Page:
Evidence for these types of securities fraud are difficult to provide. The Department of Justice will have to show that Leszczynski and Chouchane’s securities trading practices showed a pattern of fraud. Both men face up to 25 years in prison if convicted of both charges.

Iphone Case Company CEO Charged with Securities Fraud

Earlier this week a class action lawsuit was filed against ZAGG Inc. alleging that the board of directors hid stock pledges made by the recently retired CEO and Board Chair Robert J. Pedersen. 

ZAGG manufacturers the popular protective coverings for Apple’s IPhone and IPad devices. 

The alleged violation occurred when ZAGG issued a press release stating that Pedersen resigned.  However, the press release did not mention that Pedersen sold about 515,000 shares of stock in order to meet margin calls three days before he resigned. A margin call is when a stock sale purchased with borrowed money decreased in value so much that an investor would have to either deposit more money in the account or sell the asset. 

The lawsuit alleges that ZAGG, board members, and some company officials knew that Pedersen had undisclosed stock pledges going back to last year, including the sale of stock prior to his resignation. The only information Pedersen and the board provided was that the stock sales in December were made to meet financial obligations. However, the lawsuit alleges that the December stock sale was actually due to a margin call situation, which requires investor disclosure. 

The complaint accuses that starting in December 2011 Pedersen borrowed substantial amounts of money, of which ZAGG stock was used as collateral. If this is true it would have violated US Securities law, even though Pedersen is no longer CEO of the ZAGG.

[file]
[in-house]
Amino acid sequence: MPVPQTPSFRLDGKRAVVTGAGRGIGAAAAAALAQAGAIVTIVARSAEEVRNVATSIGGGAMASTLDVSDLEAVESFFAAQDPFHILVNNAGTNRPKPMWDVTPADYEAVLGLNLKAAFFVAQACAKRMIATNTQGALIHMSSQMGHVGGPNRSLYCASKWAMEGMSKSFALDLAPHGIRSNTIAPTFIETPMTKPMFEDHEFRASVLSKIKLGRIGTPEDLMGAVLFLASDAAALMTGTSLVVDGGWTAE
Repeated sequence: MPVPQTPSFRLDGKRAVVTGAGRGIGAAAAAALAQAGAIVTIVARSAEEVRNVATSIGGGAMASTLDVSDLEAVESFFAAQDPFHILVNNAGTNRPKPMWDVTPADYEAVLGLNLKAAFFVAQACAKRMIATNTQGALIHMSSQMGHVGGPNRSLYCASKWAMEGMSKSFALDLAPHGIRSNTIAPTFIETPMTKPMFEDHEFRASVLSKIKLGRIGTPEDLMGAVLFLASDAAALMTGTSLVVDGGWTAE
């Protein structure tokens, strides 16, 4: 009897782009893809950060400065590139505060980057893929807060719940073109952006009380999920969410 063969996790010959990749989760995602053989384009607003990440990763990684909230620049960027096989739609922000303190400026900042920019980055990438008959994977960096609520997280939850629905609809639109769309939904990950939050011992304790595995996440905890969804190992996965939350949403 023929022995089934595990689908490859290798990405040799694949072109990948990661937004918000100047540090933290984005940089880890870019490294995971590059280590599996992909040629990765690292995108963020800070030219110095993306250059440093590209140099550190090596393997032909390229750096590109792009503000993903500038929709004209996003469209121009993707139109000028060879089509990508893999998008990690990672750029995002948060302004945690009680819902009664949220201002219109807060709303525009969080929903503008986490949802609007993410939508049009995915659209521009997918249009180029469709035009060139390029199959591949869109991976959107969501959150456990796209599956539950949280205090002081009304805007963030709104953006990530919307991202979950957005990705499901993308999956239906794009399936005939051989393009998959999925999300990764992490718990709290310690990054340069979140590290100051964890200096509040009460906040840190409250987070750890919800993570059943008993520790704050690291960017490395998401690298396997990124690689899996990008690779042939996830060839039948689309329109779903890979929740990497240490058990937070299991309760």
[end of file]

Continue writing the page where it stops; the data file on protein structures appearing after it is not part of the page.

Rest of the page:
ZAGG’s attorney, Jeff Jones, responded to the lawsuit, stating that the claims are without factual basis, and that they will be defended vigorously.  

 

Tommy Tuberville dealing with the plaintiffs instead of players

Tommy Tuberville knows how to run a football field. They nicknamed him “The Riverboat Gambler” for his aggressive plays at Ole Miss. He helped the Auburn Tigers win five bowl games. And so far at Texas Tech he has led the Red Raiders to one bowl game win. However, off the field, he seems to need a little help managing money in his Auburn-based investment company.

Tuberville and his co-founder John David Stroud have been listed in a federal suit that alleges they committed fraud at investors’ expense of more than $1.7 million. Tuberville’s attorney released a statement that he, “categorically denies any wrongdoing which has been attributed to him in (the) suit.”

The 32-page suit, though, claims that Tuberville and Stroud did not file tax returns, falsified documents, lied about fund performance and mixed their assets with assets of their clients, to name a few.

The suit is next in a growing line of legal troubles. In October 2011, the National Futures Association (NFA) took “emergency enforcement action” against Tuberville’s TS Capital Management firm after it failed to cooperation with an NFA audit. In February of this year, seven people sued Tuberville and Stroud for securities fraud (which has now grown to eight plaintiffs). The plaintiffs have recently rejected Tuberville’s request to stop depositions until Stroud’s case has been resolved – a case that could take years for a resolution as Stroud has been exercising his 5th Amendment right to not speak, and therefore, not helping the case move along very quickly at all.

When all is said and done the cases have finally been finished, it will be interesting to see how it all plays out. Will Tuberville be found to be innocent as he claims, or will the courts find him guilty of the charges brought against him? Regardless of the outcome, it’s sure to be a long game, possibly going into overtime.

Roessel Pleads Guilty on False Return